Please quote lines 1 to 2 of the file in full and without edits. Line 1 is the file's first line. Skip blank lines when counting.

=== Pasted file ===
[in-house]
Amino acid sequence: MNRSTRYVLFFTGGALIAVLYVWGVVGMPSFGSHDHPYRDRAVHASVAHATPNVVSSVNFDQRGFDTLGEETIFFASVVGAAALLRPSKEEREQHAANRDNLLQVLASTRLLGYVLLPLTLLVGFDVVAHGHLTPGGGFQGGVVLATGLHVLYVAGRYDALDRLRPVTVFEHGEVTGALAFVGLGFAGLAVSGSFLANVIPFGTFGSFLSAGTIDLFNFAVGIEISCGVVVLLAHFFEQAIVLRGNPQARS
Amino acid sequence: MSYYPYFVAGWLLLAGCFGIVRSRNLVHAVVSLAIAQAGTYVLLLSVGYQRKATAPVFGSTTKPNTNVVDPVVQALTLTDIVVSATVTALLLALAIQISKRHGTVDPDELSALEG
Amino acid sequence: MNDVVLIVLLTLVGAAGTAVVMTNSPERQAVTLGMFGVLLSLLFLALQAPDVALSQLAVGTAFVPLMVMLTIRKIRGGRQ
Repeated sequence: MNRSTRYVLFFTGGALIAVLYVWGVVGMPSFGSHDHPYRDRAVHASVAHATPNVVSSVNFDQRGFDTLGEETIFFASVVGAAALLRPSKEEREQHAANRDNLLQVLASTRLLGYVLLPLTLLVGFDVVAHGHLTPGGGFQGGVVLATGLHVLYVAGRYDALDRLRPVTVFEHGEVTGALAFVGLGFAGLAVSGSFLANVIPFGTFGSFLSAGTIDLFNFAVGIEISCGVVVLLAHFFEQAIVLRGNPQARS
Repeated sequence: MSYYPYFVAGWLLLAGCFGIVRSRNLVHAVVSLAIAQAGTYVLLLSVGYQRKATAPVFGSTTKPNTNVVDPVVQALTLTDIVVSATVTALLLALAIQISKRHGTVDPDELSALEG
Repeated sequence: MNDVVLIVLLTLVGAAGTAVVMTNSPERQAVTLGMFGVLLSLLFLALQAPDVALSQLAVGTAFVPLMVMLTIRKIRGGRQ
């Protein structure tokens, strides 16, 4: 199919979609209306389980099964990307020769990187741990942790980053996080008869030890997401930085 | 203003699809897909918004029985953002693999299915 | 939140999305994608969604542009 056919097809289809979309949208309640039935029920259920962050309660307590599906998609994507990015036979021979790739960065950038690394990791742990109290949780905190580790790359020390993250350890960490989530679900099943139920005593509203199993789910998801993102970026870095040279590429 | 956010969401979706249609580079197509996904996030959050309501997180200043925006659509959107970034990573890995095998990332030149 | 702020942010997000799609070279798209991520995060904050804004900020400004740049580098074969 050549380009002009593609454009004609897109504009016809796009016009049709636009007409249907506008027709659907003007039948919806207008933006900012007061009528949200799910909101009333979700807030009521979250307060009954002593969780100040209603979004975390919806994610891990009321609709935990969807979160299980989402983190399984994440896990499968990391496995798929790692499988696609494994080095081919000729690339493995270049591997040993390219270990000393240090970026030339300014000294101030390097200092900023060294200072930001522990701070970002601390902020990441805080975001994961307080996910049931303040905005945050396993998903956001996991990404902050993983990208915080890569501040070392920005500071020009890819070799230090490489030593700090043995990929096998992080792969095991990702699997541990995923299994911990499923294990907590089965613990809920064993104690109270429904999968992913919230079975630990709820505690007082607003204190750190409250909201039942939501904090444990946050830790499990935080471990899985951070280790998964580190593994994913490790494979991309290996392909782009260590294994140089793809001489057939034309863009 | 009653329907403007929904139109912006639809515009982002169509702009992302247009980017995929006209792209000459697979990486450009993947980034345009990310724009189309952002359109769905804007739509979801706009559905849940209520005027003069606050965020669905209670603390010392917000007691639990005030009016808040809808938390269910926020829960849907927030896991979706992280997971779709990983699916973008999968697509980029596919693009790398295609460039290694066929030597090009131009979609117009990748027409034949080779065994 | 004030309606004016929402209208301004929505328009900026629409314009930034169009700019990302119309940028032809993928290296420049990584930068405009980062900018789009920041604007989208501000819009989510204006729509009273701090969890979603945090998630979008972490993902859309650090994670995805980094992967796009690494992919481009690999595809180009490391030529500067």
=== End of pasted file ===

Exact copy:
[in-house]
Amino acid sequence: MNRSTRYVLFFTGGALIAVLYVWGVVGMPSFGSHDHPYRDRAVHASVAHATPNVVSSVNFDQRGFDTLGEETIFFASVVGAAALLRPSKEEREQHAANRDNLLQVLASTRLLGYVLLPLTLLVGFDVVAHGHLTPGGGFQGGVVLATGLHVLYVAGRYDALDRLRPVTVFEHGEVTGALAFVGLGFAGLAVSGSFLANVIPFGTFGSFLSAGTIDLFNFAVGIEISCGVVVLLAHFFEQAIVLRGNPQARS